Saturday, 22 January 2011

Isinglass curtains

A conversation in the Globe a couple of days ago turned from a discussion of beer production (for reasons that'll became apparent) to a Rodgers and Hammerstein song. The question arising: what are the "isinglass curtains" mentioned in the Oklahama! song embedded above?

With isinglass curtains you can roll right down,
In case there's a change in the weather.
- "Surrey with The Fringe on Top", Oklahama!, Rodgers and Hammerstein

The object in question is evidently the storm top or storm curtain that attached to the roof of carriages (this is a surrey) and early cars as rainproofing. This is a relatively well-trodden topic, but it's worth retracking as an example of the confusion that can arise if you try to brain out historical/etymological stories purely from the words present (at the level of assuming "plum pudding" contains plums). 

The phrase "isinglass curtains" is actually an anachronism anyway. Oklahoma! is set in 1906, but  a look at Google Books Ngram Viewer for isinglass curtains, and at Google Books, finds the earliest print occurrence to be 1927, after which the term was used for the storm curtains of early popular models of motor vehicle. The explanation for this at least is that the 1943 Oklahoma! was based on a play by Lynn Riggs, the 1931, Green Grow the Lilacs, and Hammerstein's adaptation of the play text altered the character Curly's words. In the play he refers to isinglass windows:

And this yere rig has got four fine side-curtains, case of a rain. And isinglass winders to look out of!
- The Cherokee night and other plays, Lynn Riggs, University of Oklahoma Press, 2003

As to "isinglass", it has two main meanings. One is a clear gelatine derived from fish swim-bladders, used in fining of beer and wine. Historically, it was a versatile and expensive commercial product, used as a gum, a food gelling agent, as the sticking medium for surgical plasters, as stiffener for cloth, as a sealant for preserving eggs 1, and for making mock pearls. The classic source was Russian: the swim-bladder of the "Huso", aka the Isinglass Fish aka the beluga or cavier sturgeon. The etymology of the word "isinglass" isn't 100% certain, but the most likely (according to the OED) is derivation from Dutch "huisenblas" = sturgeon bladder.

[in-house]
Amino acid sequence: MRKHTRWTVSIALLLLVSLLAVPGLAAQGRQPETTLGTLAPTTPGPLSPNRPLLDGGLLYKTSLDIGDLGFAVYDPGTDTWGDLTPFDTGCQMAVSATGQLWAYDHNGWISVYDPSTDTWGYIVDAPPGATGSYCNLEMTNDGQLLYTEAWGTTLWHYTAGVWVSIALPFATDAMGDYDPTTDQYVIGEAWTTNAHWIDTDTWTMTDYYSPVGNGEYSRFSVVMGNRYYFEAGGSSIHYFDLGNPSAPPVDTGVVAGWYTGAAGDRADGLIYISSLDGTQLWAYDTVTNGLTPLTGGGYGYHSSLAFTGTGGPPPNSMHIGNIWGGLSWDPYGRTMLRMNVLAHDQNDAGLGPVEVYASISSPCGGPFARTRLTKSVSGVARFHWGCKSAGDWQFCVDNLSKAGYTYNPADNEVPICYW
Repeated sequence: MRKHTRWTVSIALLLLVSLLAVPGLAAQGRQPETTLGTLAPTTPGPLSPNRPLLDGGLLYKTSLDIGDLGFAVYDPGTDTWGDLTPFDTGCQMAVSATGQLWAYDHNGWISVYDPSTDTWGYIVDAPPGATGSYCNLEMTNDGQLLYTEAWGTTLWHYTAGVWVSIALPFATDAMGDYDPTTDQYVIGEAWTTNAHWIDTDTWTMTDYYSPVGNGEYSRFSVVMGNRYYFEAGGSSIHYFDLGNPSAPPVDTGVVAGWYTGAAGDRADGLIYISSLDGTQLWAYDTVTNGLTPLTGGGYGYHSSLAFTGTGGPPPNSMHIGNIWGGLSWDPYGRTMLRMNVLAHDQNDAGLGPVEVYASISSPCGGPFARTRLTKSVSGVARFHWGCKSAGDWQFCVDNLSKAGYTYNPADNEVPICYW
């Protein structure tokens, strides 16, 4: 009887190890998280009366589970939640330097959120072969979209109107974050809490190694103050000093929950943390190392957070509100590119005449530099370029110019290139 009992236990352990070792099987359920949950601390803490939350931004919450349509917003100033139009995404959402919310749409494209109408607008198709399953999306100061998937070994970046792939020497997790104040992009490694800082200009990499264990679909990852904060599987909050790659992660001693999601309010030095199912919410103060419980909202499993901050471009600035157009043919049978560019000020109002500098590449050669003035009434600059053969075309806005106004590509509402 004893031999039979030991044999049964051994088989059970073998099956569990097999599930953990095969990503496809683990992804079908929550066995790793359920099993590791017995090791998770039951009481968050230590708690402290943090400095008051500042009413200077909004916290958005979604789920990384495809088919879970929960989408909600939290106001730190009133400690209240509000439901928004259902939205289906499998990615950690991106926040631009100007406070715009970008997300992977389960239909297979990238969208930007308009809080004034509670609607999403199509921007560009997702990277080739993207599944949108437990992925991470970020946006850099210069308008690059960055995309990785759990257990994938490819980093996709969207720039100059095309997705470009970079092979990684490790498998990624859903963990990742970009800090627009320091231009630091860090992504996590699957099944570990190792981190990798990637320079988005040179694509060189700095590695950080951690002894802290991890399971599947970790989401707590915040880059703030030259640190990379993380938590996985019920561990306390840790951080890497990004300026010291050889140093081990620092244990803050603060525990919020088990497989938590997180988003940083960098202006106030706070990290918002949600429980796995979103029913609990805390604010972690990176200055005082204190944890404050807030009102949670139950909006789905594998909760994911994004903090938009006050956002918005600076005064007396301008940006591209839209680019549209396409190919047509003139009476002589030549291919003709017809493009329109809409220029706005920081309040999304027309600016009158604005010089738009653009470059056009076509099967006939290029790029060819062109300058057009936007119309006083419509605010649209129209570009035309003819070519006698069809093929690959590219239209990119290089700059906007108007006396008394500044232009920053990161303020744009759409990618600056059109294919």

The other main meaning of "isinglass": the transparent variety - otherwise called muscovite - of the mineral mica. In some parts of world, notably Russia (hence the name muscovite - i.e. pertaining to Moscow), it's found in large enough sheets to make small window panes, so it was historically used for applications where tough, slightly flexible, heat-resistant, transparent material was needed, such as furnace or lantern windows. Why it's also called "isinglass" isn't clear, but the OED says "from its resembling in appearance some kinds of [the gelatine] isinglass".

Neither of these sound promising curtain material, and the twin meanings are already a recipe for confusion. Some sources opt for the first, despite the unlikeliness of making rain curtains or windows from a water-soluble gelatine:

In the stove window trade, mica acquired the name isinglass, after its resemblance to a gelatin made from fish bladders that was made into windows for carriages and early cars ...
- Roadside geology of Maine, Dabney W. Caldwell, 1998

Some sources mistakenly conflate the two ...

Sturgeon — regarded as a trash fish until about 1870, prized thereafter as sources of smoked meat, oil and the isinglass that was once used as windows in stoves and lanterns ...
- Biologists tackle fishery questions, Milwaukee Journal, March 24, 1991

Isinglass is a mica or clear gelatin made from certain fish bladders, principally the bladders of sturgeon. Isinglass was once used in glues and jellies, as well as (get this) the manufacture of drop-windows on buggies.